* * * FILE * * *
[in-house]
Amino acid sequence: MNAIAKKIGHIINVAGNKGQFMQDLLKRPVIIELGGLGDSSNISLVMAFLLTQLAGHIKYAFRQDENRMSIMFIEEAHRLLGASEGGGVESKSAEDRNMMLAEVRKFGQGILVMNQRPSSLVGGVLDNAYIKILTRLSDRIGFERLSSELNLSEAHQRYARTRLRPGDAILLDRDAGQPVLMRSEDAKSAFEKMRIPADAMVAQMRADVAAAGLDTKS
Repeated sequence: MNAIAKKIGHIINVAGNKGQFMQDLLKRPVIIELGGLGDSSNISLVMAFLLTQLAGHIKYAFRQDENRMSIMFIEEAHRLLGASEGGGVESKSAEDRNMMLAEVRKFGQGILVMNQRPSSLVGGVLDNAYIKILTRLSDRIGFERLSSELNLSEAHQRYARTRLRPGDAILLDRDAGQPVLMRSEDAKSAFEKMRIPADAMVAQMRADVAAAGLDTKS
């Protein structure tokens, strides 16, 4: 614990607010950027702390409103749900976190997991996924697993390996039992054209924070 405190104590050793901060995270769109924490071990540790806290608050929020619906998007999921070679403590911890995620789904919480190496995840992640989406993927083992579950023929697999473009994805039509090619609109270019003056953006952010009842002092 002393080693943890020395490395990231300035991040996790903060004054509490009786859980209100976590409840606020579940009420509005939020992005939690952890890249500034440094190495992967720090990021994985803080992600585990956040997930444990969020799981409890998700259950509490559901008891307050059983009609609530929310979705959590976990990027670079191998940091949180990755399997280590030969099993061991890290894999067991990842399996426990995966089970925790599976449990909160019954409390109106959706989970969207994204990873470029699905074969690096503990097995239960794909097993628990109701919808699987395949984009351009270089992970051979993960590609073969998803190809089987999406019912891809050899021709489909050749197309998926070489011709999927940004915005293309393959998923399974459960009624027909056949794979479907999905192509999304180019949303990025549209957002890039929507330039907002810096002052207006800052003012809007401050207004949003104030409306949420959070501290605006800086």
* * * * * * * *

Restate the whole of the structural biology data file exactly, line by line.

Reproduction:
[in-house]
Amino acid sequence: MNAIAKKIGHIINVAGNKGQFMQDLLKRPVIIELGGLGDSSNISLVMAFLLTQLAGHIKYAFRQDENRMSIMFIEEAHRLLGASEGGGVESKSAEDRNMMLAEVRKFGQGILVMNQRPSSLVGGVLDNAYIKILTRLSDRIGFERLSSELNLSEAHQRYARTRLRPGDAILLDRDAGQPVLMRSEDAKSAFEKMRIPADAMVAQMRADVAAAGLDTKS
Repeated sequence: MNAIAKKIGHIINVAGNKGQFMQDLLKRPVIIELGGLGDSSNISLVMAFLLTQLAGHIKYAFRQDENRMSIMFIEEAHRLLGASEGGGVESKSAEDRNMMLAEVRKFGQGILVMNQRPSSLVGGVLDNAYIKILTRLSDRIGFERLSSELNLSEAHQRYARTRLRPGDAILLDRDAGQPVLMRSEDAKSAFEKMRIPADAMVAQMRADVAAAGLDTKS
């Protein structure tokens, strides 16, 4: 614990607010950027702390409103749900976190997991996924697993390996039992054209924070 405190104590050793901060995270769109924490071990540790806290608050929020619906998007999921070679403590911890995620789904919480190496995840992640989406993927083992579950023929697999473009994805039509090619609109270019003056953006952010009842002092 002393080693943890020395490395990231300035991040996790903060004054509490009786859980209100976590409840606020579940009420509005939020992005939690952890890249500034440094190495992967720090990021994985803080992600585990956040997930444990969020799981409890998700259950509490559901008891307050059983009609609530929310979705959590976990990027670079191998940091949180990755399997280590030969099993061991890290894999067991990842399996426990995966089970925790599976449990909160019954409390109106959706989970969207994204990873470029699905074969690096503990097995239960794909097993628990109701919808699987395949984009351009270089992970051979993960590609073969998803190809089987999406019912891809050899021709489909050749197309998926070489011709999927940004915005293309393959998923399974459960009624027909056949794979479907999905192509999304180019949303990025549209957002890039929507330039907002810096002052207006800052003012809007401050207004949003104030409306949420959070501290605006800086």